Halal investing not only satisfies Islamic principles, but can also be just as profitable as conventional investing.
You may have heard that as a Muslim, you must follow certain religious principles when investing, and you must only stick to halal investments.
But why is there a need for Islamic investing, and how would you know which investments are considered halal?
To unravel the mystery, it is important first to understand how Islam views finance.
In the Islamic faith, money is viewed as having no intrinsic value; it is regarded only as a medium of exchange, with one unit equivalent to another of the same denomination (i.e., $1 = $1).
This definition, then, gives rise to some restrictions not present in secular financial systems. First and foremost, because $1 = $1, no one (individuals or organisations, such as banks) is allowed to make a profit by lending money or receiving money from someone.
That means interest-earning is not allowed.
- How does Islamic finance work?
- Halal vs Traditional investing
- How to find halal investments and get started
- Expected returns from halal investments
How does Islamic finance work if interest is not allowed?
Well, to get past this requirement, Islamic finance makes use of a number of systems and frameworks to ensure flow of capital that is compatible with the secular financial system followed by the non-Muslim world.
For example, let’s consider a conventional (non-Islamic) mortgage, which is when you borrow a sum of cash from a bank to pay for your house.
Under the mortgage terms, you will then make regular instalments to pay back your loan, with interest.
If you’re using an Islamic mortgage, the bank will first purchase your house, then sell it to you at a higher price, which is agreed upon by both parties beforehand.
In this case, the bank makes a profit based on trade, instead of directly charging an interest on the loan.
There are many more financial models and systems used in Islamic banking, but our focus is on Islamic investments, so let’s move on.
Halal investments vs Traditional investments: What’s the difference?
|Islamic investments||Traditional investments|
|Cannot invest in trades or business activities that violate Islamic law |
(i.e. alcohol, gambling, pornography, tobacco, weapons and armaments, pork and pork products, interest-based financial services like moneylenders)
|No restrictions on trades or business activities|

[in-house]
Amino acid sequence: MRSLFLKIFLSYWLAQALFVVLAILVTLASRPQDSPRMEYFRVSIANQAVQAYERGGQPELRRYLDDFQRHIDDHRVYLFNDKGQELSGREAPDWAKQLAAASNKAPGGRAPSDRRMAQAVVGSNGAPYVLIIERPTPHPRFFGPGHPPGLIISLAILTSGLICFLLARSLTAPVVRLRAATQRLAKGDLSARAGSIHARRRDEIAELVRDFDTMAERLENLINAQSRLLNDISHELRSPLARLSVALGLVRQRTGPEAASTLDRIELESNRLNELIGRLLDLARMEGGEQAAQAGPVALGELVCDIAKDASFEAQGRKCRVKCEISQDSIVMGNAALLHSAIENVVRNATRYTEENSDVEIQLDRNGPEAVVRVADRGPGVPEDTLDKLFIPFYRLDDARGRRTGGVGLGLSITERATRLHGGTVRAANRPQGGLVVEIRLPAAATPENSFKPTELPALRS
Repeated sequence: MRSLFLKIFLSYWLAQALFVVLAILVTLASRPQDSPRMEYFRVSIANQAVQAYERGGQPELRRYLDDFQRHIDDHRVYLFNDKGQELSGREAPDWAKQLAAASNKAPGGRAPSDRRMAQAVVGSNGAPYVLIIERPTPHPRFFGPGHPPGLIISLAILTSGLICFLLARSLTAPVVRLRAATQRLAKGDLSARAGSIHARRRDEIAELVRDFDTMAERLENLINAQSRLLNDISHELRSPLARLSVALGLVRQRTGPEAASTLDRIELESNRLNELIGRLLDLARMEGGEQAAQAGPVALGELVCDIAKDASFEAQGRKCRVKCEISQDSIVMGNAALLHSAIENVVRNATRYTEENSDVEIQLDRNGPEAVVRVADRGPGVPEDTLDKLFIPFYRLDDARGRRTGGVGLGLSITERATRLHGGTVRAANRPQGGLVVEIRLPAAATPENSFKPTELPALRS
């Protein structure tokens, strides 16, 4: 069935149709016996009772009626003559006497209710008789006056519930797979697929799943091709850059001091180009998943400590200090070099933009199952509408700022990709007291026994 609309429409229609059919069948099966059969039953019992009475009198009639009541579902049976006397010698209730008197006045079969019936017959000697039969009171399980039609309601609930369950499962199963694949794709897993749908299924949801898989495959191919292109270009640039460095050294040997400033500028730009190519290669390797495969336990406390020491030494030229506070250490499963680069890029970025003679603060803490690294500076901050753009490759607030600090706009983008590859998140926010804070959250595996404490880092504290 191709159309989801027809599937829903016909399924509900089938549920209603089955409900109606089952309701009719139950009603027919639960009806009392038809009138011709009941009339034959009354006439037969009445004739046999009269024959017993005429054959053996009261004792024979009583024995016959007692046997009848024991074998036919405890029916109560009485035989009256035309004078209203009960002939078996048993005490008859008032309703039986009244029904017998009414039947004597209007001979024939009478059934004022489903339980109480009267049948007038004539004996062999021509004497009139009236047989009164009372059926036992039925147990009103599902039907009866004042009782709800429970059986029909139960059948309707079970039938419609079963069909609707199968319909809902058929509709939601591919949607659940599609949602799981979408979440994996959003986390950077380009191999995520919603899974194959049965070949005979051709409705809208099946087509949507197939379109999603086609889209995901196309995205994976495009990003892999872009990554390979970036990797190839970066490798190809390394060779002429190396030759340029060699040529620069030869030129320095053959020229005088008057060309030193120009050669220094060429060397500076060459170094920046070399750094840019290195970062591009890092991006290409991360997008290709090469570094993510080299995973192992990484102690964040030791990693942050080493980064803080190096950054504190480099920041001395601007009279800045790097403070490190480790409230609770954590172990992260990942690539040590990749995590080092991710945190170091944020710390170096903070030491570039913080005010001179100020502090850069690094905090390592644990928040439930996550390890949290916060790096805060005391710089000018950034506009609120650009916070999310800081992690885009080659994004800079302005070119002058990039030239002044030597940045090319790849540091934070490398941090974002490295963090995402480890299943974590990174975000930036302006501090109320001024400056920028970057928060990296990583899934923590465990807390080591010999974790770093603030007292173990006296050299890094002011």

|Cannot invest based on principles of uncertainty or gambling (hence, instruments like options, and commercial insurance are disallowed)||Can invest in options, futures, and commercial insurance|
|May be viewed as a form of ethical investing based on social and moral values||May include unethical sources of revenue or returns|
|Have to satisfy strict criteria before being labelled as a halal investment||Need only satisfy prevailing financial laws|
Besides the restriction against interest earning (riba), halal investments also have two other defining characteristics, namely:
- Not allowed to invest in businesses or activities that violate Islamic law. This strikes out the obvious ones, such as pornography, gambling, alcohol and pork, but also covers some other sectors such as tobacco and armaments.
- Not allowed to invest based on principles of uncertainty and gambling. This disallows certain types of investments, such as options and futures. Interestingly, certain types of insurance is also not allowed, but Muslims can avail themselves of a takaful to achieve similar benefits.
Because of the stringent nature of Islamic law, halal investments are also good candidates for those who look for ethical investments, since it guarantees zero exposure to sectors or industries that some consider problematic.
(Take note, however, that halal investing doesn’t automatically mean investments that are eco-friendly, green, sustainable or good for the earth; although there’s a good chance for an overlap, there’s a difference between Islamic investing and ethical investing.)
It is not enough simply to abide by these restrictions and guidelines; in order for an investment to be considered halal, it would need to satisfy several financial checks, usually overseen by specially appointed shariah advisers.